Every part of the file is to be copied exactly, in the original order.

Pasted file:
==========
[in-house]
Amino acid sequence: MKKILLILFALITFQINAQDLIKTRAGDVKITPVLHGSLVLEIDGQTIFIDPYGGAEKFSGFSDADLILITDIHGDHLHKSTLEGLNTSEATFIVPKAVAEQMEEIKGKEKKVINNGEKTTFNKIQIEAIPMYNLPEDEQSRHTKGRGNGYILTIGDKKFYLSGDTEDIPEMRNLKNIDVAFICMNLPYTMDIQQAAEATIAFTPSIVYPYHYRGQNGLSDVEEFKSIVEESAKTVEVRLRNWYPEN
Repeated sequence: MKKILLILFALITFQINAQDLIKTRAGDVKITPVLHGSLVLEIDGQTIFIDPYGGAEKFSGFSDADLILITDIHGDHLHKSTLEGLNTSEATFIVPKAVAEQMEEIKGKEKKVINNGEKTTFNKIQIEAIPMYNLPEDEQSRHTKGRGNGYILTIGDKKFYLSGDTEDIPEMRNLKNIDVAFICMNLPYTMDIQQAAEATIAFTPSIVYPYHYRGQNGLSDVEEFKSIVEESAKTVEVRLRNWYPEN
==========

[in-house]
Amino acid sequence: MKKILLILFALITFQINAQDLIKTRAGDVKITPVLHGSLVLEIDGQTIFIDPYGGAEKFSGFSDADLILITDIHGDHLHKSTLEGLNTSEATFIVPKAVAEQMEEIKGKEKKVINNGEKTTFNKIQIEAIPMYNLPEDEQSRHTKGRGNGYILTIGDKKFYLSGDTEDIPEMRNLKNIDVAFICMNLPYTMDIQQAAEATIAFTPSIVYPYHYRGQNGLSDVEEFKSIVEESAKTVEVRLRNWYPEN
Repeated sequence: MKKILLILFALITFQINAQDLIKTRAGDVKITPVLHGSLVLEIDGQTIFIDPYGGAEKFSGFSDADLILITDIHGDHLHKSTLEGLNTSEATFIVPKAVAEQMEEIKGKEKKVINNGEKTTFNKIQIEAIPMYNLPEDEQSRHTKGRGNGYILTIGDKKFYLSGDTEDIPEMRNLKNIDVAFICMNLPYTMDIQQAAEATIAFTPSIVYPYHYRGQNGLSDVEEFKSIVEESAKTVEVRLRNWYPEN